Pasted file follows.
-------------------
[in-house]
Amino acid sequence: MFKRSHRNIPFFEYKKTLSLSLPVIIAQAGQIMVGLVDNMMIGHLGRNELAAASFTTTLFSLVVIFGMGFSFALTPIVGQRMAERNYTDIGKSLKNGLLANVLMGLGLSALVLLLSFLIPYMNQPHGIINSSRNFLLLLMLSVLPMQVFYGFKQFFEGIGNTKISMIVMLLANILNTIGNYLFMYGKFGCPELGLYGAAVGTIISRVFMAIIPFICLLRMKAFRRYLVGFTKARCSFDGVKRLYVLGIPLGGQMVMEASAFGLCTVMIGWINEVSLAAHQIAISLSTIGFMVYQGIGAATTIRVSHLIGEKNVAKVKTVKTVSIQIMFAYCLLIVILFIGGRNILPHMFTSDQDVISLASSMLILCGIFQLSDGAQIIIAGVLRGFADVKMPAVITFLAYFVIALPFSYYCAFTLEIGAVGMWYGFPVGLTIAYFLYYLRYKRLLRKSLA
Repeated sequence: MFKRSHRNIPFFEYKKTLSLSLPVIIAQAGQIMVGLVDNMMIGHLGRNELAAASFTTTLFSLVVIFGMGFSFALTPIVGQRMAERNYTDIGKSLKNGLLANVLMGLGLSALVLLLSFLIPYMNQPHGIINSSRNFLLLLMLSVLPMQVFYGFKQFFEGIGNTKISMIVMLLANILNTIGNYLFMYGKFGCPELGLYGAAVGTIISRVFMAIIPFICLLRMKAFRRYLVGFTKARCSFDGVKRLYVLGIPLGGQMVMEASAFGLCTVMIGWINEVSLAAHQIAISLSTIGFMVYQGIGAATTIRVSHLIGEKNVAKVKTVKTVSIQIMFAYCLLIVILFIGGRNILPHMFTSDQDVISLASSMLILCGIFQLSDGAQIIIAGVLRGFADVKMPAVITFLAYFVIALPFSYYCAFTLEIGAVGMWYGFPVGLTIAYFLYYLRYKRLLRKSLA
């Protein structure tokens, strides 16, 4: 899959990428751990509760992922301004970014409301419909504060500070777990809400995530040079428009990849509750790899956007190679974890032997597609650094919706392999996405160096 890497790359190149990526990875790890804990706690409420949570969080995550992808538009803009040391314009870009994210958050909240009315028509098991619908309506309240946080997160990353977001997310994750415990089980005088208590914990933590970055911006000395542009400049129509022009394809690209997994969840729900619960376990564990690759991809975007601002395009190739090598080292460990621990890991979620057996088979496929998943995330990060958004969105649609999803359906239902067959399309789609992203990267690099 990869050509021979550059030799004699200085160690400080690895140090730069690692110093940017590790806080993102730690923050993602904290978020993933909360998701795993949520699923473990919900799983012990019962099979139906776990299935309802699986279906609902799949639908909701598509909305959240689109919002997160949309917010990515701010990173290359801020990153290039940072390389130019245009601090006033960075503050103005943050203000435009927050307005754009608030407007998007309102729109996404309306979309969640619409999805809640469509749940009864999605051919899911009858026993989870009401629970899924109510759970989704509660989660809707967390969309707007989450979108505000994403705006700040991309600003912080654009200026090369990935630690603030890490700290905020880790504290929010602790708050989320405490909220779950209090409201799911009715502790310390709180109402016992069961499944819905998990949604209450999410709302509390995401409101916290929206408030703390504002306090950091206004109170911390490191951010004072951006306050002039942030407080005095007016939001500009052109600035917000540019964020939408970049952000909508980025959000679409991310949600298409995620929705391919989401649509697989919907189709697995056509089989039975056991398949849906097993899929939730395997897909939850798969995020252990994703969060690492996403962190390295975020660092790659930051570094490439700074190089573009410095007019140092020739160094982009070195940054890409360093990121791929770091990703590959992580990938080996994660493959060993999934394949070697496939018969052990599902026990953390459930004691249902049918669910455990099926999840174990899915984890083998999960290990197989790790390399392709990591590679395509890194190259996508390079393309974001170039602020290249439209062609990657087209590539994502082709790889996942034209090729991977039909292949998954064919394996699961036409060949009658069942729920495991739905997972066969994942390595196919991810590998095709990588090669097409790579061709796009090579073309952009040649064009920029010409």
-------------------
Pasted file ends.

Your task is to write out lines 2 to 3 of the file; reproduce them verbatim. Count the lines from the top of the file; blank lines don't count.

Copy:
Amino acid sequence: MFKRSHRNIPFFEYKKTLSLSLPVIIAQAGQIMVGLVDNMMIGHLGRNELAAASFTTTLFSLVVIFGMGFSFALTPIVGQRMAERNYTDIGKSLKNGLLANVLMGLGLSALVLLLSFLIPYMNQPHGIINSSRNFLLLLMLSVLPMQVFYGFKQFFEGIGNTKISMIVMLLANILNTIGNYLFMYGKFGCPELGLYGAAVGTIISRVFMAIIPFICLLRMKAFRRYLVGFTKARCSFDGVKRLYVLGIPLGGQMVMEASAFGLCTVMIGWINEVSLAAHQIAISLSTIGFMVYQGIGAATTIRVSHLIGEKNVAKVKTVKTVSIQIMFAYCLLIVILFIGGRNILPHMFTSDQDVISLASSMLILCGIFQLSDGAQIIIAGVLRGFADVKMPAVITFLAYFVIALPFSYYCAFTLEIGAVGMWYGFPVGLTIAYFLYYLRYKRLLRKSLA
Repeated sequence: MFKRSHRNIPFFEYKKTLSLSLPVIIAQAGQIMVGLVDNMMIGHLGRNELAAASFTTTLFSLVVIFGMGFSFALTPIVGQRMAERNYTDIGKSLKNGLLANVLMGLGLSALVLLLSFLIPYMNQPHGIINSSRNFLLLLMLSVLPMQVFYGFKQFFEGIGNTKISMIVMLLANILNTIGNYLFMYGKFGCPELGLYGAAVGTIISRVFMAIIPFICLLRMKAFRRYLVGFTKARCSFDGVKRLYVLGIPLGGQMVMEASAFGLCTVMIGWINEVSLAAHQIAISLSTIGFMVYQGIGAATTIRVSHLIGEKNVAKVKTVKTVSIQIMFAYCLLIVILFIGGRNILPHMFTSDQDVISLASSMLILCGIFQLSDGAQIIIAGVLRGFADVKMPAVITFLAYFVIALPFSYYCAFTLEIGAVGMWYGFPVGLTIAYFLYYLRYKRLLRKSLA